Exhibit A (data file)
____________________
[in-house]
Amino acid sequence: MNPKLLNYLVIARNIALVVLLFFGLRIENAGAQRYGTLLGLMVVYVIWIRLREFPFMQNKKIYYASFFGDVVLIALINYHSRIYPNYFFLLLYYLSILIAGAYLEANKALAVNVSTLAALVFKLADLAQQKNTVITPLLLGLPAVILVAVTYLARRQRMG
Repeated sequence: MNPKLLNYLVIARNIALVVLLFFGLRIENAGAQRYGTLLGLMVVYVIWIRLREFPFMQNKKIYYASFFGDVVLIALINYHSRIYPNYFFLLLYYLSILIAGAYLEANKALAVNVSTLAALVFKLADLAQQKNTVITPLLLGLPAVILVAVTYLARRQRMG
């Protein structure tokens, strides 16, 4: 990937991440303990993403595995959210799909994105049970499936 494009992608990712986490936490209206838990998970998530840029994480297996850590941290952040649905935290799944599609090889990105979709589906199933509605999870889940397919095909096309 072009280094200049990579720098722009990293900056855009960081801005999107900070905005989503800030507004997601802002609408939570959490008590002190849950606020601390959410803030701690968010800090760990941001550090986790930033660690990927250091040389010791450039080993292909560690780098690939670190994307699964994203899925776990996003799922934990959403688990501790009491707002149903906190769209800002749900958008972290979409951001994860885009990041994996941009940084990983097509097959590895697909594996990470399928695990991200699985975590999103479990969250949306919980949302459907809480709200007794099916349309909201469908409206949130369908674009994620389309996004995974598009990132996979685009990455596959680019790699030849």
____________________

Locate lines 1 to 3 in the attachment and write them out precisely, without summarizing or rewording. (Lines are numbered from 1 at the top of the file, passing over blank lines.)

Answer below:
[in-house]
Amino acid sequence: MNPKLLNYLVIARNIALVVLLFFGLRIENAGAQRYGTLLGLMVVYVIWIRLREFPFMQNKKIYYASFFGDVVLIALINYHSRIYPNYFFLLLYYLSILIAGAYLEANKALAVNVSTLAALVFKLADLAQQKNTVITPLLLGLPAVILVAVTYLARRQRMG
Repeated sequence: MNPKLLNYLVIARNIALVVLLFFGLRIENAGAQRYGTLLGLMVVYVIWIRLREFPFMQNKKIYYASFFGDVVLIALINYHSRIYPNYFFLLLYYLSILIAGAYLEANKALAVNVSTLAALVFKLADLAQQKNTVITPLLLGLPAVILVAVTYLARRQRMG